Viv knows the recipe for success: Rudi Webster

Apr 22, 2013, 09:12 IST | Clayton Murzello

Dr Webster, who helped Sir Viv get out of a slump in 1976, hails Delhi's new advisor Richards

Sir Vivian Richards’ debut win as ambassador and advisor for Delhi Daredevils will be inked in bold on the history pages of franchise cricket in India.

Only a few hours before the Daredevils vs Mumbai Indians game at the Kotla, the host of a spoof show on a TV channel joked that the capital’s team appeared like a football outfit considering their 0-5 loss record (at the time of shooting the programme) in IPL VI.

Dr Rudi Webster with then India coach Greg Chappell (left) in 2006

It would be warped to credit Richards too much for the comprehensive win over Mumbai yesterday simply because he didn’t bat, bowl or field. On the other hand, he would have contributed to lifting spirits and talking strategy with the Daredevils before they took on the formidable Mumbai Indians.

Dr Rudi Webster, who was Kolkata Knight Riders’ mental expert last season when they emerged champions, reckoned Richards will do great things for Daredevils. “What will Sir Viv bring to the table? He will bring a wealth of experience and a recipe for success. Although he will stress on the importance of fitness and technique, he will focus more on the things that propelled him to greatness — common sense, simplicity, mastery of the basic skills, sensible batting strategies, mental control and the ability to cope with pressure,” Webster told MiD DAY.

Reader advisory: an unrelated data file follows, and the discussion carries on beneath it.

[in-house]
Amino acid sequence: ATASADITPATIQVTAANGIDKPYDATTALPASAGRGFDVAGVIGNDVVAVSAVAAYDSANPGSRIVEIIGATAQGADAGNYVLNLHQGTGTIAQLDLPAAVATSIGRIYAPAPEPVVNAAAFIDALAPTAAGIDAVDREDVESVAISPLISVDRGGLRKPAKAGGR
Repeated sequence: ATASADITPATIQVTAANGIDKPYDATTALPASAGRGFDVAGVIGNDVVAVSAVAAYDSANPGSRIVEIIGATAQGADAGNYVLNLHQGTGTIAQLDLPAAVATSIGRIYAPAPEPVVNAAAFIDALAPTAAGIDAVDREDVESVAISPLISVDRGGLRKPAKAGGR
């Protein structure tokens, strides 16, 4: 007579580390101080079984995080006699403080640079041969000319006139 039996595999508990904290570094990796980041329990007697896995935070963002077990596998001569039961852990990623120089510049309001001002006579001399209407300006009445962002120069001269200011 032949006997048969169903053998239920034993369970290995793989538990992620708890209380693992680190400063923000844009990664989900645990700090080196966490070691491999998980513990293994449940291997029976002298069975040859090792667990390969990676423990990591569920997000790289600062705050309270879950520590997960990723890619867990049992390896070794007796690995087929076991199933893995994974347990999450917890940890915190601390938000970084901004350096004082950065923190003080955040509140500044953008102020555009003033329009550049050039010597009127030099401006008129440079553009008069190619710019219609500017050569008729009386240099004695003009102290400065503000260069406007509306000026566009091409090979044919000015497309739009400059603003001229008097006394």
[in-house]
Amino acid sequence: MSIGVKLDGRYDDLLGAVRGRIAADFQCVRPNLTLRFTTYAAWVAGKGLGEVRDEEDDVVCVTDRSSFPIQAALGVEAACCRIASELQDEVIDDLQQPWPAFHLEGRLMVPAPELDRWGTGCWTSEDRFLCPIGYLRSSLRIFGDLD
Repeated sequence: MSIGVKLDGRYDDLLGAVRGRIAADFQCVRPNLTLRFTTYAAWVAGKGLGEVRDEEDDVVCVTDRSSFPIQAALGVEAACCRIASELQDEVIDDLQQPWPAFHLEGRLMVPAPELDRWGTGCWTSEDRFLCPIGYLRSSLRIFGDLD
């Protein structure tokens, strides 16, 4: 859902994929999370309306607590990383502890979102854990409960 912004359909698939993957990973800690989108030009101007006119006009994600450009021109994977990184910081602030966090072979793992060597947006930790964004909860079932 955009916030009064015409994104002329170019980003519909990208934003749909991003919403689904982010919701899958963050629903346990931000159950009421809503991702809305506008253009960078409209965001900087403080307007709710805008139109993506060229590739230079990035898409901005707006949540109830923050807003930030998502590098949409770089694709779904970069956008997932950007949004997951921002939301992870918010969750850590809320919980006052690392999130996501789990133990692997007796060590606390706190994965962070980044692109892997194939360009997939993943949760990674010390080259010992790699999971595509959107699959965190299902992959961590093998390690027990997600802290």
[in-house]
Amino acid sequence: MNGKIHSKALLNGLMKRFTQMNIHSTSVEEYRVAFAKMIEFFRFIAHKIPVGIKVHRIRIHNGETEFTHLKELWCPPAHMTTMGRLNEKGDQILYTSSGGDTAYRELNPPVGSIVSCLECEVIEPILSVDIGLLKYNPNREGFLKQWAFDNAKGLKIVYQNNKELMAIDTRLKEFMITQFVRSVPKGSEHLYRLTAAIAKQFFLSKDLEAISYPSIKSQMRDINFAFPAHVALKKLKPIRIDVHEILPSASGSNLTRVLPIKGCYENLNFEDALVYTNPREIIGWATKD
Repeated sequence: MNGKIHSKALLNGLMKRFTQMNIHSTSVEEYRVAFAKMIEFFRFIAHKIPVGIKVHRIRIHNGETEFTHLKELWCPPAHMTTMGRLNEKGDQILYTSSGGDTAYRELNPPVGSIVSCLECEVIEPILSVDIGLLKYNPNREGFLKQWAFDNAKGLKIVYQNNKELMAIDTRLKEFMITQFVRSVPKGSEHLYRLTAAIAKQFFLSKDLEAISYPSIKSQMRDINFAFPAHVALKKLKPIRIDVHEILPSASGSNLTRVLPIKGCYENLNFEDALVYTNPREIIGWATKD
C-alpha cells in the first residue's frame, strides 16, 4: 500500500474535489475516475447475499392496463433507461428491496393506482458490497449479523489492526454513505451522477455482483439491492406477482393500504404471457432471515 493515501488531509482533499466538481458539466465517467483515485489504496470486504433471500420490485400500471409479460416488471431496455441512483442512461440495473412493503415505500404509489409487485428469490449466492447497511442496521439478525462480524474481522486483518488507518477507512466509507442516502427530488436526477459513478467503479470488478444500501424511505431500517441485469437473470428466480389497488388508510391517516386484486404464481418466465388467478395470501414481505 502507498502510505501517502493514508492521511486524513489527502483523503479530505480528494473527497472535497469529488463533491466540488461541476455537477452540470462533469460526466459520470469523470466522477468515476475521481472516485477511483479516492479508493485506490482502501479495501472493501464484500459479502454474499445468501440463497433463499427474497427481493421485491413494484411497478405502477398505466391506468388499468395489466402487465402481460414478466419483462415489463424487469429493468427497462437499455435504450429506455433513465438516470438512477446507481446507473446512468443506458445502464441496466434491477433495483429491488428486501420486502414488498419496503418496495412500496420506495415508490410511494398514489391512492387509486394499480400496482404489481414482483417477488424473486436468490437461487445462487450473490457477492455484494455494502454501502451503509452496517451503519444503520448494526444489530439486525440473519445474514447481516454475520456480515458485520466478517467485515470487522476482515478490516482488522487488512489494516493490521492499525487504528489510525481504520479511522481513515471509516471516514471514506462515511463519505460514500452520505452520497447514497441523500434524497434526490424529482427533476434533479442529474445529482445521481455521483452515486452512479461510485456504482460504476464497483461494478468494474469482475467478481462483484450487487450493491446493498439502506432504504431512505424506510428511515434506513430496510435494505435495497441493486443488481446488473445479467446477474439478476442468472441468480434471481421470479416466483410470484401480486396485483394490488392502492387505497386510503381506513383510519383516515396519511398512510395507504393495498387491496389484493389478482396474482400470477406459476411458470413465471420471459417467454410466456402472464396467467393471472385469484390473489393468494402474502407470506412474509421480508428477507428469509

Webster should know. He helped Richards get out of a slump on the ill-fated Australia tour of 1975-76 when West Indies lost 1-5.

Webster, who was in Australia then, attempted to help Richards at his request. Clive Lloyd’s No 5 batsman, according to Webster, was suffering from “performance anxiety” which is a “killer in sport.”

Viv Richards

While Richards was taught how to relax and simplify things, he was also made to open the batting from the tour game against Tasmania at Hobart where Richards plundered 160 and 107. In the remaining two Tests at Adelaide and Melbourne, his scores were 30, 101, 50 and 98.

He finished the year 1976 with 1710 runs, averaging 90.00.

“Apart from Sir Garfield Sobers, Viv and Brian Lara are the best batsmen I have ever seen. I learnt a lot from Viv while he was playing and I am proud to have been associated with him,” said Webster, who dwelled on Daredevils’ problems. “Looking on from afar,” said Webster, “these (sensible batting strategies, mental control, and the ability to cope with pressure) seemed to be the things missing in their game, particularly coping with the situations that create and magnify pressure.

“If Viv can get the players to start believing in themselves and in their ability to play well, they will take a giant step forward.”

Webster stressed that Richards’ methods will work only if the Daredevils make the extra effort. The mental expert said from Grenada: “The success of his intervention will not be determined by what Viv says or how he says it, but rather by what the players hear, see, understand and believe. If the players see his intervention as an opportunity to learn, enjoy the contests, and focus on the process rather than the results, they will improve their performance.”

Webster: Critics are so wrong about Viru
Virender Sehwag, who stayed unbeaten on 95 in Daredevils’ victory over Mumbai Indians yesterday, benefited from Dr Rudi Webster’s chats when the two met during India’s tour of the West Indies in 2006. Webster was delighted to hear about Sehwag’s 57-ball innings. “Those people who have been writing off Sehwag are so wrong. He is a bit older now, but his extraordinary skills are still there. Once he clears up his head, imprints positive images and thoughts in his mind and starts to believe in himself again, he will shine. A few years ago, I told him that he was the best striker of the cricket ball that I had seen since Viv Richards,” said Webster.

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